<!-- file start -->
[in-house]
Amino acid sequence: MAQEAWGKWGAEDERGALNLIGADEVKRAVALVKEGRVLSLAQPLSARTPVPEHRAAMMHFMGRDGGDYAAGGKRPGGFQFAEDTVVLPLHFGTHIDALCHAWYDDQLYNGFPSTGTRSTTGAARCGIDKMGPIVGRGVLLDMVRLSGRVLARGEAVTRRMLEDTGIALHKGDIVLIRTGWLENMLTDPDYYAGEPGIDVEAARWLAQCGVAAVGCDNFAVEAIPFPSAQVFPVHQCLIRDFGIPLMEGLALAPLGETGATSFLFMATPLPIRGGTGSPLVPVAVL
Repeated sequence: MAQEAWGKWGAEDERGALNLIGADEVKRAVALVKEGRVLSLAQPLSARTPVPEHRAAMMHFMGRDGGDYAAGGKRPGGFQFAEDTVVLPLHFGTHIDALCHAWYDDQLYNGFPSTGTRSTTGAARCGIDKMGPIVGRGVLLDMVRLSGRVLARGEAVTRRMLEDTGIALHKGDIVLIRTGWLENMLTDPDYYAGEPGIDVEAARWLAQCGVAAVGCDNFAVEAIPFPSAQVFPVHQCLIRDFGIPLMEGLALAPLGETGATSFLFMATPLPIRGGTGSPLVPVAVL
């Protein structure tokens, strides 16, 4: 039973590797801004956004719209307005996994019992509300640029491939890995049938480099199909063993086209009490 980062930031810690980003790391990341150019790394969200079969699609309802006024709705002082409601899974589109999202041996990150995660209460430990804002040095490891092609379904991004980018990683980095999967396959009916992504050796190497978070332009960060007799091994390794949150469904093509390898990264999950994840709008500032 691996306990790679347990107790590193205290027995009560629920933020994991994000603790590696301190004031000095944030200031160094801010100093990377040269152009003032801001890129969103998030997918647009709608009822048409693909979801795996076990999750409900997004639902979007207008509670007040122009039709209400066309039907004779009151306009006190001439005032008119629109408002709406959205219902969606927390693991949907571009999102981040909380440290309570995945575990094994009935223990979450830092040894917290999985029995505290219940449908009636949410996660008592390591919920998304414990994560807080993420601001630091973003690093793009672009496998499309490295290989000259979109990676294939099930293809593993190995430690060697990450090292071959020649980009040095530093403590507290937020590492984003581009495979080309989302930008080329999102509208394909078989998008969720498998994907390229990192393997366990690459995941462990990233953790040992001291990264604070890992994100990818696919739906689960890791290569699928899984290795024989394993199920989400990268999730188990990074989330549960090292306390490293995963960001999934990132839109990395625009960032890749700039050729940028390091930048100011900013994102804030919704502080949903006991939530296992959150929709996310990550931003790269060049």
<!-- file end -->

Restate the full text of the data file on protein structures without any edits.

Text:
[in-house]
Amino acid sequence: MAQEAWGKWGAEDERGALNLIGADEVKRAVALVKEGRVLSLAQPLSARTPVPEHRAAMMHFMGRDGGDYAAGGKRPGGFQFAEDTVVLPLHFGTHIDALCHAWYDDQLYNGFPSTGTRSTTGAARCGIDKMGPIVGRGVLLDMVRLSGRVLARGEAVTRRMLEDTGIALHKGDIVLIRTGWLENMLTDPDYYAGEPGIDVEAARWLAQCGVAAVGCDNFAVEAIPFPSAQVFPVHQCLIRDFGIPLMEGLALAPLGETGATSFLFMATPLPIRGGTGSPLVPVAVL
Repeated sequence: MAQEAWGKWGAEDERGALNLIGADEVKRAVALVKEGRVLSLAQPLSARTPVPEHRAAMMHFMGRDGGDYAAGGKRPGGFQFAEDTVVLPLHFGTHIDALCHAWYDDQLYNGFPSTGTRSTTGAARCGIDKMGPIVGRGVLLDMVRLSGRVLARGEAVTRRMLEDTGIALHKGDIVLIRTGWLENMLTDPDYYAGEPGIDVEAARWLAQCGVAAVGCDNFAVEAIPFPSAQVFPVHQCLIRDFGIPLMEGLALAPLGETGATSFLFMATPLPIRGGTGSPLVPVAVL
């Protein structure tokens, strides 16, 4: 039973590797801004956004719209307005996994019992509300640029491939890995049938480099199909063993086209009490 980062930031810690980003790391990341150019790394969200079969699609309802006024709705002082409601899974589109999202041996990150995660209460430990804002040095490891092609379904991004980018990683980095999967396959009916992504050796190497978070332009960060007799091994390794949150469904093509390898990264999950994840709008500032 691996306990790679347990107790590193205290027995009560629920933020994991994000603790590696301190004031000095944030200031160094801010100093990377040269152009003032801001890129969103998030997918647009709608009822048409693909979801795996076990999750409900997004639902979007207008509670007040122009039709209400066309039907004779009151306009006190001439005032008119629109408002709406959205219902969606927390693991949907571009999102981040909380440290309570995945575990094994009935223990979450830092040894917290999985029995505290219940449908009636949410996660008592390591919920998304414990994560807080993420601001630091973003690093793009672009496998499309490295290989000259979109990676294939099930293809593993190995430690060697990450090292071959020649980009040095530093403590507290937020590492984003581009495979080309989302930008080329999102509208394909078989998008969720498998994907390229990192393997366990690459995941462990990233953790040992001291990264604070890992994100990818696919739906689960890791290569699928899984290795024989394993199920989400990268999730188990990074989330549960090292306390490293995963960001999934990132839109990395625009960032890749700039050729940028390091930048100011900013994102804030919704502080949903006991939530296992959150929709996310990550931003790269060049």